Breaking into the business
You don’t necessarily need an agent for your dog, but it certainly widens the playing field. “If an agency is hunting for a dog, they will go to talent agencies to see if they have what they need on the books,” says Harris.
“While you can spend time getting to know the agencies that book pets, it is time consuming, especially if you are only looking for jobs for your specific type of dog.”
She suggests signing up to talent agencies’ Facebook pages so that you can see updates on specific types of dogs they may be hunting for.
It’s best to approach an animal talent agency by emailing them at least six good quality photos of your dog, clearly showing their face and body. “Happy snaps” are fine in the first instance, says Macdonald. “Some dog owners have professional photos taken, but this isn’t necessary as the advertisers are looking at the qualities of the dog, rather than the quality of the photos,” she says.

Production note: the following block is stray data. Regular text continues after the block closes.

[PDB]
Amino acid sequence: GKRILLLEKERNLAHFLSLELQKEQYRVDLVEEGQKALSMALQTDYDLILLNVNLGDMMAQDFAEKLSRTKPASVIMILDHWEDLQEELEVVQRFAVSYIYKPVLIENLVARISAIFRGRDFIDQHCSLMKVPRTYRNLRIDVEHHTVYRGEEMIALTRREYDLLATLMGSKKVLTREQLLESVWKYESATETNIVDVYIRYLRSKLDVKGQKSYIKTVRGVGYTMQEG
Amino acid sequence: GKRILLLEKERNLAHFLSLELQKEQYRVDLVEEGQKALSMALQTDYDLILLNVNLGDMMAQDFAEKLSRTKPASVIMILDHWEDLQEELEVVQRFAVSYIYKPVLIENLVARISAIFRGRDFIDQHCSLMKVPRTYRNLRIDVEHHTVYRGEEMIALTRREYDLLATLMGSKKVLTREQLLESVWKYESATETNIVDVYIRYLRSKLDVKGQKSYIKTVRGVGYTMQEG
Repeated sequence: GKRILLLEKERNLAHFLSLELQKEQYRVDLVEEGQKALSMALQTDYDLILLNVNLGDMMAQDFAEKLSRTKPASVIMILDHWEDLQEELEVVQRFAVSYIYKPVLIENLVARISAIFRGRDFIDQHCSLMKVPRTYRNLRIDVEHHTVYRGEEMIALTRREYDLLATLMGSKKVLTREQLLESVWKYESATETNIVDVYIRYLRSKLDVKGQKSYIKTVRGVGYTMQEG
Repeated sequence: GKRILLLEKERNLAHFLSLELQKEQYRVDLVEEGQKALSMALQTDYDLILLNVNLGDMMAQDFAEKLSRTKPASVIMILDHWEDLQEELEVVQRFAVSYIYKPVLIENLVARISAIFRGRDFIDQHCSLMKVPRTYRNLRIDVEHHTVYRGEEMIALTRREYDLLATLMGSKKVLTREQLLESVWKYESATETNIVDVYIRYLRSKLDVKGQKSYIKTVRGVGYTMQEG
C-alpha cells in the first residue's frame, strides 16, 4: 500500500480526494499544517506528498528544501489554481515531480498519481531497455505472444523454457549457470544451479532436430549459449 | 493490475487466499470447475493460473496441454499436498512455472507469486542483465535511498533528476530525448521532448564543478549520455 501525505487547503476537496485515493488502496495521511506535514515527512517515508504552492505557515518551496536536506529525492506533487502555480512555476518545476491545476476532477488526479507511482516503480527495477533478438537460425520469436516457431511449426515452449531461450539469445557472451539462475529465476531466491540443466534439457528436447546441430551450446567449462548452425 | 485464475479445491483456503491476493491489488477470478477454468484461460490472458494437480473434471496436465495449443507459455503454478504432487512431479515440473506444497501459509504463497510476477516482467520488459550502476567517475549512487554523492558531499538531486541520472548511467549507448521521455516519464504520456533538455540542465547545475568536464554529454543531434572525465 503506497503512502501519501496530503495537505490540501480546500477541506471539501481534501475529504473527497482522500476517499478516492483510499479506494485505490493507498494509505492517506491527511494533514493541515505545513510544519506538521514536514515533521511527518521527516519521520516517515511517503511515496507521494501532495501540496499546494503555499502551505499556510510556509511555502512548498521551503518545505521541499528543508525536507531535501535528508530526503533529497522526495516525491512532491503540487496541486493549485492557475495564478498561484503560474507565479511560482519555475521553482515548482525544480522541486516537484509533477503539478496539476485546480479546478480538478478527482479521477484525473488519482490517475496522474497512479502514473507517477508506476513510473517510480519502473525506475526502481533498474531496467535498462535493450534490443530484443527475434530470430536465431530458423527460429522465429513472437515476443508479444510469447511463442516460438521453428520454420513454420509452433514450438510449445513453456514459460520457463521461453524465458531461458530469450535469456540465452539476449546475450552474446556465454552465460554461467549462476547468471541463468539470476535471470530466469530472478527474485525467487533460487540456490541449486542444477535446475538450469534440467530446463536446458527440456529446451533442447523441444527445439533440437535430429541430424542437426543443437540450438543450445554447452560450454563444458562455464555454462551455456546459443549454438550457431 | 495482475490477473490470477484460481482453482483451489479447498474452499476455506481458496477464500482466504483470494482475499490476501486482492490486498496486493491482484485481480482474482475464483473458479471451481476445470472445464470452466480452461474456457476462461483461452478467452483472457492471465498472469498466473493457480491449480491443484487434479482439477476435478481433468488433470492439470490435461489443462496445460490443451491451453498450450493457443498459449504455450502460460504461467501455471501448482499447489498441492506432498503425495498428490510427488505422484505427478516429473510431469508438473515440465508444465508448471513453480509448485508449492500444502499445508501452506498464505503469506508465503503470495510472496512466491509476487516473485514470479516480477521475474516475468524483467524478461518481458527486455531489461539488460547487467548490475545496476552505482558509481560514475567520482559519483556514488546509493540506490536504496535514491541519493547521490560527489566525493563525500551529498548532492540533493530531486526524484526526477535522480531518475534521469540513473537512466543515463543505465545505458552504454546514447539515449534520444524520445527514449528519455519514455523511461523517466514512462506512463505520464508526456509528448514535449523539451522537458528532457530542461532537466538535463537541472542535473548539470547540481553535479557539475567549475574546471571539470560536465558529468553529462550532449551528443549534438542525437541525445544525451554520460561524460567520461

She recommends owners detail their dog’s level of training and any particular skills they have, as well as providing further information like how well socialised they are with other dogs and children.
A day in the life of a dog star
Dogs can be used in many different areas of the media, from TV commercials, feature films, pet food packaging and billboards to magazine articles, fashion catalogues, music video clips and educational films. They can even be hired as “props” at events such as weddings, Macdonald says.
Jobs can vary from a one-hour shoot, to a four- or eight-hour shoot, sometimes two days in a row. Macdonald says a travel allowance and accommodation are occasionally provided if the owner lives a long way from the shoot location.